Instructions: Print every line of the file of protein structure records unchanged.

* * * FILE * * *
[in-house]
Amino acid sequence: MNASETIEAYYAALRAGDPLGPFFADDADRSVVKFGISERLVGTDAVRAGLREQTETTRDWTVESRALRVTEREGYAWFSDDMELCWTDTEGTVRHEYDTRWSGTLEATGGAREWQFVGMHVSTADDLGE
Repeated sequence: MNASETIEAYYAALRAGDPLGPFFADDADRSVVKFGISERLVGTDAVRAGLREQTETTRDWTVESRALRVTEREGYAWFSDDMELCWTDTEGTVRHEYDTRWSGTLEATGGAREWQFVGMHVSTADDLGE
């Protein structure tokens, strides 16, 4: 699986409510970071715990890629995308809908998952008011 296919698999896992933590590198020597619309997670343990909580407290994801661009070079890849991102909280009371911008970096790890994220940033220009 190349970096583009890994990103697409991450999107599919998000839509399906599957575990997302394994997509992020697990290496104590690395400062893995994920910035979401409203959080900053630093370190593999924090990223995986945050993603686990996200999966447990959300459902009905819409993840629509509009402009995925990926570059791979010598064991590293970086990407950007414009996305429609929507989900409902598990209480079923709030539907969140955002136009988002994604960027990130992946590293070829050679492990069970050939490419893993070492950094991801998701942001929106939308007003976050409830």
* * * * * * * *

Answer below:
[in-house]
Amino acid sequence: MNASETIEAYYAALRAGDPLGPFFADDADRSVVKFGISERLVGTDAVRAGLREQTETTRDWTVESRALRVTEREGYAWFSDDMELCWTDTEGTVRHEYDTRWSGTLEATGGAREWQFVGMHVSTADDLGE
Repeated sequence: MNASETIEAYYAALRAGDPLGPFFADDADRSVVKFGISERLVGTDAVRAGLREQTETTRDWTVESRALRVTEREGYAWFSDDMELCWTDTEGTVRHEYDTRWSGTLEATGGAREWQFVGMHVSTADDLGE
């Protein structure tokens, strides 16, 4: 699986409510970071715990890629995308809908998952008011 296919698999896992933590590198020597619309997670343990909580407290994801661009070079890849991102909280009371911008970096790890994220940033220009 190349970096583009890994990103697409991450999107599919998000839509399906599957575990997302394994997509992020697990290496104590690395400062893995994920910035979401409203959080900053630093370190593999924090990223995986945050993603686990996200999966447990959300459902009905819409993840629509509009402009995925990926570059791979010598064991590293970086990407950007414009996305429609929507989900409902598990209480079923709030539907969140955002136009988002994604960027990130992946590293070829050679492990069970050939490419893993070492950094991801998701942001929106939308007003976050409830």